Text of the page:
While it’s likely that Melville saw a more typical English-style pulpit during his visit, the vivid image of this maritime-inspired pulpit from his imagination eventually found its way into the 1950s film adaptation of “Moby Dick.”
This cinematic portrayal piqued the interest of visitors to New Bedford, who arrived in search of this distinctive nautical pulpit, only to find that it didn’t exist in reality. (Although they used the exterior of the building for the movie the interior shots of the pulpit were not done on location.)
To gauge public interest, the Seamen’s Bethel took a creative approach by constructing a temporary bow-shaped pulpit, and it turned out that people loved it.
Although the initial plan was to create a more permanent and official version later on, they decided to stick with the original one, which is still on display today.
How to visit the Seamen’s Bethel
According to the National Park Service, the Seamen’s Bethel typically follows the seasonal schedule common to many places in this region, operating from Memorial Day to Columbus Day. However, during our visit in November, we were fortunate to find it open and accessible.
The good news is that there’s no admission fee to visit, but it’s always appreciated if you can make a donation while you’re there to support this historical gem.
The Seamen’s Bethel
I decided to pay a visit on a chilly and crisp November afternoon, and it turned out to be the perfect timing. We had the entire place to ourselves, which added an extra layer of charm to the experience.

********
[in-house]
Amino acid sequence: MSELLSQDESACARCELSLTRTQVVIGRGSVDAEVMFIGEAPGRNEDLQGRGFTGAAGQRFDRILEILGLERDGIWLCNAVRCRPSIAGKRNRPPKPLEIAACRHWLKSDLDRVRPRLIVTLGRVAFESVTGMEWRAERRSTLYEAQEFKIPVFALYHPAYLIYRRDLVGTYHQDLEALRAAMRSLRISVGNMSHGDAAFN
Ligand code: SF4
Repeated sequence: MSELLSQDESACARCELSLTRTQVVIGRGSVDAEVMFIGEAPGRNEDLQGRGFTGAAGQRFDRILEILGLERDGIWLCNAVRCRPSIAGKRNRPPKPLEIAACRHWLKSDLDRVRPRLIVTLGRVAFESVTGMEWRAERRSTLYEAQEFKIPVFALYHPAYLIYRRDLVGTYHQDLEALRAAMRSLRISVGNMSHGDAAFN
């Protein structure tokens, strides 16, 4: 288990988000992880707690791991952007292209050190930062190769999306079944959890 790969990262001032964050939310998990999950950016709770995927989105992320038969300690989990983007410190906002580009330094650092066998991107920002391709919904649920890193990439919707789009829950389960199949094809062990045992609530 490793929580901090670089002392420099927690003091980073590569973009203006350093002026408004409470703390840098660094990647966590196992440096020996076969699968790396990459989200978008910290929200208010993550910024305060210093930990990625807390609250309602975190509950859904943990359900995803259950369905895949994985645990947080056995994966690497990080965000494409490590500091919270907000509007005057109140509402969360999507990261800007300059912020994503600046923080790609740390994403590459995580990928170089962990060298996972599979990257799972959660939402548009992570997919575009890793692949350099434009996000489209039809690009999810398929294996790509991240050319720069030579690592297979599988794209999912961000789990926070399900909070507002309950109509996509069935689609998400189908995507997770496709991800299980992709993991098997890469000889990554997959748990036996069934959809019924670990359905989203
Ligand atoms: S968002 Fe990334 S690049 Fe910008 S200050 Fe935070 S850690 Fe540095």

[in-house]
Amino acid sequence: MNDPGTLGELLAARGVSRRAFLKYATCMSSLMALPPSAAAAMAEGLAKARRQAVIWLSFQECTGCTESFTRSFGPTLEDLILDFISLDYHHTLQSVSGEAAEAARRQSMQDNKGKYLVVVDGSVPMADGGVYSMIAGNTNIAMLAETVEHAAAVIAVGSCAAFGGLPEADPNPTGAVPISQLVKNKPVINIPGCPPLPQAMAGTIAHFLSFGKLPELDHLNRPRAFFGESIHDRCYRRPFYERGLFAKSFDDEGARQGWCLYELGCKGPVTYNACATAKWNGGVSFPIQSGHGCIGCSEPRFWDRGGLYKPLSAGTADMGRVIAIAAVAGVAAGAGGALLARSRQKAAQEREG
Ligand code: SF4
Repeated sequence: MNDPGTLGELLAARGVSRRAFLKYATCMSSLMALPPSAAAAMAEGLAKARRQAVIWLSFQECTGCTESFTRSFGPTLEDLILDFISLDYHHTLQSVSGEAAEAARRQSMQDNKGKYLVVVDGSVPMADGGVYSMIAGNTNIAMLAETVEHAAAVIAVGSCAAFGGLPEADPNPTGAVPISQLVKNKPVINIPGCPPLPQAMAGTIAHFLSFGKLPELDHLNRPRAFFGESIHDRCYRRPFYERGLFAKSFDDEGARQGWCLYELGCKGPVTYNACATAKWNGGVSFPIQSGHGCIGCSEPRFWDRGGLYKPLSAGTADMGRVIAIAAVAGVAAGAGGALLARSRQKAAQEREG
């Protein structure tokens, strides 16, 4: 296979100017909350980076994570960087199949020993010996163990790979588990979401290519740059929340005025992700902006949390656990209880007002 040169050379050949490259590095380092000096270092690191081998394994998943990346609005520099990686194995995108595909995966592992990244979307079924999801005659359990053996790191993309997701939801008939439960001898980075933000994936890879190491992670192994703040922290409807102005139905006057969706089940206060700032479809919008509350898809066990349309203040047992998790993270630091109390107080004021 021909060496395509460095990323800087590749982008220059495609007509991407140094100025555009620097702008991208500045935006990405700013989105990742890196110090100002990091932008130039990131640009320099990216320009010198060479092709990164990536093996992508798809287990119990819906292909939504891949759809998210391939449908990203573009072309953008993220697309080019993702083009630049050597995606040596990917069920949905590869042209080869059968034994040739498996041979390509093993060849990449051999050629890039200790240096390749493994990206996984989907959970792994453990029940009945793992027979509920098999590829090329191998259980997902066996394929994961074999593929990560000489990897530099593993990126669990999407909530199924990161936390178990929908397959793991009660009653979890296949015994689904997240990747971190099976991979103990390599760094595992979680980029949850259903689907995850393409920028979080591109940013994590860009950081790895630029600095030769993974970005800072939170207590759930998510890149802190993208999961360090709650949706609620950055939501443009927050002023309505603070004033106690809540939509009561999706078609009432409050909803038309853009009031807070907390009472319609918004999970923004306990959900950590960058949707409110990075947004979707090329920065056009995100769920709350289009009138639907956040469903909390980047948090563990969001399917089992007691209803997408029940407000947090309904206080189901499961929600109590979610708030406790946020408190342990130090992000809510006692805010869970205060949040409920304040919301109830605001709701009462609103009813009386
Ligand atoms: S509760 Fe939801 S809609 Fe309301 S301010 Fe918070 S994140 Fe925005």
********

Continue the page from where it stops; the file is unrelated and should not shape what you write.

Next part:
After a brief introduction by the friendly staff, we ventured to the first floor. There, we were kindly asked to sign the logbook, and if the spirit moved us, we could also make a donation to support the place.
Here you’ll find rows of seating in the “Salt Box” where you can take a moment to enjoy a short film. (It’s worth noting that this film seemed to be the same one they were showing at the National Park Visitor Center just a few buildings down.)
This room is where they once had the school, letter exchange, library, and reading room, although many of the sailors were not literate. Take note of the pulpit which is the original one once in the chapel.
On the first floor, you can also stumble upon intriguing artifacts and some captivating artwork, including original Moby Dick inspired drawings used in the New York Times.
Moving on, we ascended to the chapel, which is unlike any chapel you’ve likely encountered.
The first thing that grabs your attention is the bow-shaped pulpit, a curious addition to a place of worship, which is precisely what makes it so fascinating. At first, it might seem out of place, but the more you gaze at it, the more it starts to make sense.
While you can’t enter the pulpit, you can step up close and admire the view from near the inside of the pulpit. This vantage point allows you to envision a congregation filled with anxious and eager whalers, preparing for their daring departures and conjuring a vivid sense of the past.